The national media has also sought to exert its considerable influence on government to bring about the introduction of a DRS, with Sky and the Daily Mail in particular declaring victory in their campaigns to implement the system today.
The report goes on to say that a DRS has the potential to increase recycling rates to more than 80 per cent for both plastic bottles and aluminium cans, and that the overall value of deposits in the scheme could be over £1 billion between the two materials.
Commenting on the findings, David Palmer-Jones, Chief Executive Officer for SUEZ, said: “Almost three quarters (74 per cent) of those polled have said they would take plastic bottles and aluminium cans to a recycling and redeem point if they carried a 10p refundable deposit.
“We believe bringing manufacturers and consumers together under a deposit return scheme will help the nation recycle more bottles and cans, at the same time as reducing litter and improving the cleanliness and quality of materials returned to manufacturers.
“We can see from the YouGov poll that people struggle to recycle on the go and fewer than half of us are likely to hang on to bottles or cans long enough to recycle when we get home – instead opting to throw them in a public rubbish bin, or worse.
“At SUEZ we calculate that the billions of plastic bottles and aluminium cans purchased on the go each year would raise more than a billion pounds annually through deposits. Of this figure, up to around three hundred million pounds would go unredeemed and instead could help meet the costs of funding the collection system and improving our wider environment.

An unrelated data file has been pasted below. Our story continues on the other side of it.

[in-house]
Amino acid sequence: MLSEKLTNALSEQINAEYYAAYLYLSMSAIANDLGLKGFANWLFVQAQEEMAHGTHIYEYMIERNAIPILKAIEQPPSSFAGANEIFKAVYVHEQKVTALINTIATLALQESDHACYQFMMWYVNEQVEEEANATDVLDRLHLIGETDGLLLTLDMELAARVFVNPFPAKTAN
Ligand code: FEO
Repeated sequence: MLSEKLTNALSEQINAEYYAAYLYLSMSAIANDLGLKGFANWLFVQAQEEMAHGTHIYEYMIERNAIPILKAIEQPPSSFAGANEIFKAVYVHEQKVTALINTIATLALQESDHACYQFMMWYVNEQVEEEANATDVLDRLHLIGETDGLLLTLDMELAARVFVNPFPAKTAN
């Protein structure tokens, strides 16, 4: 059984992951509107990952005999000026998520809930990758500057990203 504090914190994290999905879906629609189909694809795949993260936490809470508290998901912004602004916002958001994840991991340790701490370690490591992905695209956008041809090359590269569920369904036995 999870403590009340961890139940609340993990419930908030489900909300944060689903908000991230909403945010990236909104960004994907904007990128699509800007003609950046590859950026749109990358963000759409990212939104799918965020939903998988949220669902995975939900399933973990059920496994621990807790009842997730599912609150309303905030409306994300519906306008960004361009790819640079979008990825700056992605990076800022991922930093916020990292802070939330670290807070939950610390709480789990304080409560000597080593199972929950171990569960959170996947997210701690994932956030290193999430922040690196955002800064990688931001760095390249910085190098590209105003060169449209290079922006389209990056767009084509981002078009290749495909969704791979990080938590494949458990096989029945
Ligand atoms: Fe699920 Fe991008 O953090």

“SUEZ has long been a champion of deposit return schemes, but they are not a panacea to Britain’s long-term sustainability challenges, and should only be just part of a much wider producer-responsibility regime to incentivise the most sustainable choices for both consumers and manufacturers, which will in turn protect our natural capital.”
The consultation on a DRS will follow the consultation launched by Chancellor Philip Hammond earlier this month on how the tax system can be used to reduce the consumption of single-use plastics, in order to ensure that relevant findings can be fed into the proposals.
Today’s announcement shows that the government is maintaining plastic waste at the heart of its environmental policy, an issue that has shot up the public agenda, with some 8-12 million tonnes of plastic waste entering our oceans every year. Prime Minister Theresa May committed the UK to eliminating ‘avoidable’ plastic waste by 2042 in what was the headline ambition in the government’s long-awaited 25 Year Environment Plan, released in January,
Michael Gove has displayed particular zeal in the fight against plastics, implementing a ban on wash-off microbeads in cosmetic and personal care products from the start of the year, and calling for a cross-sector plan to tackle the challenges of plastic packaging more widely, with the Waste and Resources Action Programme (WRAP) and the Industry Council for Research on Packaging and the Environment (INCPEN) asked to take the lead.